Advertisement
YOU ARE HERE: LAT HomeCollections

Trees live large through the ages

December 14, 2007|Pete Thomas | ON THE OUTDOORS

PONDEROSA, Calif. -- Morning in Los Angeles. Snarled traffic. Enraged commuters. An excruciatingly slow escape to the open highway.

Polar opposite to an afternoon stroll -- on the same early-December day -- along the Trail of 100 Giants, whose shaded pathway is all but deserted.

The short, meandering trail is named, of course, after the giant sequoias that are interspersed among lesser pines and cedars.

One can apply the term "lesser" in reference to these trees because, while they may be impressive by themselves, they appear as straggly inferiors alongside the stately sequoias.

"I'm in awe," says Petra Beumer, a visitor from Santa Barbara, as she and Eric Shankula stroll among the highway-side grove. "I come from Germany and we do not have trees nearly this big."

The Trail of 100 Giants is a must-stop for travelers passing through or near the southern Sierra Nevada, though prospective visitors are advised to wait till spring because the highway closes after the first major snowfall.

It's within the Giant Sequoia National Monument and the Long Meadow Giant Sequoia Grove, and is most easily accessible from Los Angeles through the Kernville area above Bakersfield.

The paved trail is half a mile long and with only subtle gradients, so visitors in wheelchairs can likewise wander and marvel at one of nature's most impressive creations.

"I like the way the sun hits them through all the shadows; the colors are brilliant," says Don Blair, a recent transplant from Los Angeles to nearby Camp Nelson.

"It's the size and age of them that I find amazing," adds Gail Martel of Winnetka in the San Fernando Valley.

Some of the trees poke skyward 220 feet and are 20 feet around. They are believed to be between 500 and 1,500 years old.

It's hard to fathom that elsewhere in this forest there are even larger specimens, such as General Sherman, the largest tree on earth, towering 275 feet, measuring 37 feet around and perhaps having lived 2,500 years or more.

That places its beginnings at about 500 BC, an era when city-states in Italy and Greece were just beginning to experiment with something called government.

Our lives are but a flash by comparison. As I rest on a bench alongside the now-deserted trail and gaze at the nearest sequoia, I watch intently for movement of any kind, but there is none.

I wonder whether it detects my presence, then snap to with the realization that these trees, after all, are simply oversized hulks of wood, filled with sap and adorned with foliage. No brains. No emotion. End of story.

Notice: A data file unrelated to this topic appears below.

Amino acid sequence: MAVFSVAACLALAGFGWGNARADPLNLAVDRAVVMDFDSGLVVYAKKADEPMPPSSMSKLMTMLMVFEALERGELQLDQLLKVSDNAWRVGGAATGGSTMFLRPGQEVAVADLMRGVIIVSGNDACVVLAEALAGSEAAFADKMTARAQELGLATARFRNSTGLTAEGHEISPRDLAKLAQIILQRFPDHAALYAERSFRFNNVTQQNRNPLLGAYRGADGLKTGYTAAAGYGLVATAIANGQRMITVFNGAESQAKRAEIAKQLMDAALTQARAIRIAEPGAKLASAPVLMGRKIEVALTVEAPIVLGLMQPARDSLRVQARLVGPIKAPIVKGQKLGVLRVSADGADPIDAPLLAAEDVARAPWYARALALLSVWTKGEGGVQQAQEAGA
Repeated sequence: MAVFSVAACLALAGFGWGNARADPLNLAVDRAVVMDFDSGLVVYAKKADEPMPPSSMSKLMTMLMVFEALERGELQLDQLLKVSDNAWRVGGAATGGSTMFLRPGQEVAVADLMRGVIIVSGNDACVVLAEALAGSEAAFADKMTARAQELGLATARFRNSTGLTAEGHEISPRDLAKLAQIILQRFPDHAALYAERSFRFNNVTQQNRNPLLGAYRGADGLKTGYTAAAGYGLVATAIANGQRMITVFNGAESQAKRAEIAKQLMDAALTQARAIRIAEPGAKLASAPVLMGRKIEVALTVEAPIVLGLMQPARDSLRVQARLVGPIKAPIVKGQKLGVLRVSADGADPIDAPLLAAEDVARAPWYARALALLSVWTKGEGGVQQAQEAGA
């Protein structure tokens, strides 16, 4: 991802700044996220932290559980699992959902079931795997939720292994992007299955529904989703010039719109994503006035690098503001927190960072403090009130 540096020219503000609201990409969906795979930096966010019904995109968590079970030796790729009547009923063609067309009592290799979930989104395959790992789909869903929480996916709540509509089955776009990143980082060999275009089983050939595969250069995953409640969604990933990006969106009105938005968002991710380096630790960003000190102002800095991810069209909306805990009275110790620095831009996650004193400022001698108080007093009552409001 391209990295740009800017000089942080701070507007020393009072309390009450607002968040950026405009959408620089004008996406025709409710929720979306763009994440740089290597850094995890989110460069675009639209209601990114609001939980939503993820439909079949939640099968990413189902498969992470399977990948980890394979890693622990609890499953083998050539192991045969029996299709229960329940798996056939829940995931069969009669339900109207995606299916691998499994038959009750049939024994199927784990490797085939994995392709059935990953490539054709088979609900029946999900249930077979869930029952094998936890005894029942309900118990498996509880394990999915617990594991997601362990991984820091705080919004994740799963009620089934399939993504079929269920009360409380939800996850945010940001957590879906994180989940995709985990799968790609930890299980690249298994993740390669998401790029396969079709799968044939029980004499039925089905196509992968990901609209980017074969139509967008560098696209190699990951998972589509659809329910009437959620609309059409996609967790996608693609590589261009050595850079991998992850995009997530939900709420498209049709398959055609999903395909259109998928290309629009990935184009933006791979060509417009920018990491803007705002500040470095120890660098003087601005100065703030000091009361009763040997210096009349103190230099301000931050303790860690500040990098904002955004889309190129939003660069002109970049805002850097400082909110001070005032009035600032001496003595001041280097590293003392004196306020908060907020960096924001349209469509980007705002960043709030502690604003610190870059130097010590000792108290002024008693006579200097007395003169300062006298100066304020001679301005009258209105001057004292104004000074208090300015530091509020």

Or is there more to them than that?

Finally, I decide that there is, because these are living beings, capable of reproducing, survivors of time and change, worthy of respect as well as admiration.

But then, I suppose, the same can be said of the cedars and pines -- though to a far lesser degree.

Small-town excitement

There's a lot to appreciate about a small town such as Kernville or its nearby communities.

The regional newspaper's top stories are about Santa leading a parade and the rescue of an abandoned donkey.

Markets carry bait and tackle because fishing is taken seriously in any small town with a fishing hole.

Sadly, that's what Lake Isabella has become -- a mere fishing hole -- because of lingering drought. The reservoir is only one-fifth full and much of its bed is exposed and resembles a barren moonscape.

But spirits are high because trout are getting feisty in the cooler weather, and excitement is already mounting over the annual spring derby -- another big story in the Kern Valley Sun.

Before the March 15-17 contest, a supplemental plant of 15,000 large trout will be released from pens now being tended at French Gulch Marina.

One will carry a $25,000 tag, two will carry $10,000 tags and some will carry $1,000 and $500 tags, so prospects for riches will boost the field to about 5,000 anglers.

Reports the Sun: "The way the derby works is participants pay an entry fee to the event and then fish their brains out for the next three days hoping to catch a trout that has been tagged a winner."

Sounds like a real hoot.

So long Alpers Ranch

News that the Alpers Owens River Ranch is being sold is so distressing for some, it might as well have come from the Grinch himself.

The rustic Eastern Sierra ranch at the headwaters of the Owens is being sold to the same person who owns nearby Arcularius Ranch, and it will become off-limits to the public.

Tim Alpers delivered the news to 400 regular clients in the form of Christmas cards. He cited regulatory hassles associated with running both the ranch and its hatchery.

But he assured everyone that the famous Alpers trout operation will not be affected. In fact, he said, a "bigger and better" hatchery is being built at nearby Conway Ranch and that "it'll be ready by spring to meet all of our contracts" with Inyo and Mono County fisheries concessionaires.

Always a silver lining.

Conflict down under

Japanese whalers have arrived in the extreme South Pacific beyond Australia and on Saturday will begin a controversial assault, allegedly in the name of science, on hundreds of whales, including 50 endangered humpbacks.

Despite international opposition, the hunt will go on, with only Greenpeace and the Sea Shepherd Society standing between the whales and the whalers' exploding harpoons.

Sea Shepherd's vessel, newly named the Steve Irwin, is flying a customized Jolly Roger pirate flag because, as Paul Watson, the group's founder, told the Sydney Morning Herald, "If you want to stop pirates, you have to send pirates."

The goal is to stop Japan well short of its quota, which is 1,030 whales. Here's hoping for a miracle.

--

pete.thomas@latimes.com

Advertisement
Los Angeles Times Articles
|
|
|